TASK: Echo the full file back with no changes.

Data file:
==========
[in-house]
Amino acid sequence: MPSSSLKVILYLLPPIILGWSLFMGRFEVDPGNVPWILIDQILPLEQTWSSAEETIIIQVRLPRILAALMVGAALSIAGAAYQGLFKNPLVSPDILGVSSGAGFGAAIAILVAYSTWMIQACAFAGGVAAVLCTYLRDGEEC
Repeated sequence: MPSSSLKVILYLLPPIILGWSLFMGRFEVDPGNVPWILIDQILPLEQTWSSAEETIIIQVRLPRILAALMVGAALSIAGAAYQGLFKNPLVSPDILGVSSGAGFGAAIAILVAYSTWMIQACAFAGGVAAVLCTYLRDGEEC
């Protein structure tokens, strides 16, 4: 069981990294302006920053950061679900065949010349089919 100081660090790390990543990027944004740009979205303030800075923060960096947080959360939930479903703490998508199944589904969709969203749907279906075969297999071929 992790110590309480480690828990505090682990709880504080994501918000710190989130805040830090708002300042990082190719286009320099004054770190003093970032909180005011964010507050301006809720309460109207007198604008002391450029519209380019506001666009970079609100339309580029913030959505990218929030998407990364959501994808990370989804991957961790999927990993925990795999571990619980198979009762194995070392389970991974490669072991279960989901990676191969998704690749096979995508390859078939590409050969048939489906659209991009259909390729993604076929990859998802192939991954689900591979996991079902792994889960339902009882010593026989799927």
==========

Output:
[in-house]
Amino acid sequence: MPSSSLKVILYLLPPIILGWSLFMGRFEVDPGNVPWILIDQILPLEQTWSSAEETIIIQVRLPRILAALMVGAALSIAGAAYQGLFKNPLVSPDILGVSSGAGFGAAIAILVAYSTWMIQACAFAGGVAAVLCTYLRDGEEC
Repeated sequence: MPSSSLKVILYLLPPIILGWSLFMGRFEVDPGNVPWILIDQILPLEQTWSSAEETIIIQVRLPRILAALMVGAALSIAGAAYQGLFKNPLVSPDILGVSSGAGFGAAIAILVAYSTWMIQACAFAGGVAAVLCTYLRDGEEC
């Protein structure tokens, strides 16, 4: 069981990294302006920053950061679900065949010349089919 100081660090790390990543990027944004740009979205303030800075923060960096947080959360939930479903703490998508199944589904969709969203749907279906075969297999071929 992790110590309480480690828990505090682990709880504080994501918000710190989130805040830090708002300042990082190719286009320099004054770190003093970032909180005011964010507050301006809720309460109207007198604008002391450029519209380019506001666009970079609100339309580029913030959505990218929030998407990364959501994808990370989804991957961790999927990993925990795999571990619980198979009762194995070392389970991974490669072991279960989901990676191969998704690749096979995508390859078939590409050969048939489906659209991009259909390729993604076929990859998802192939991954689900591979996991079902792994889960339902009882010593026989799927």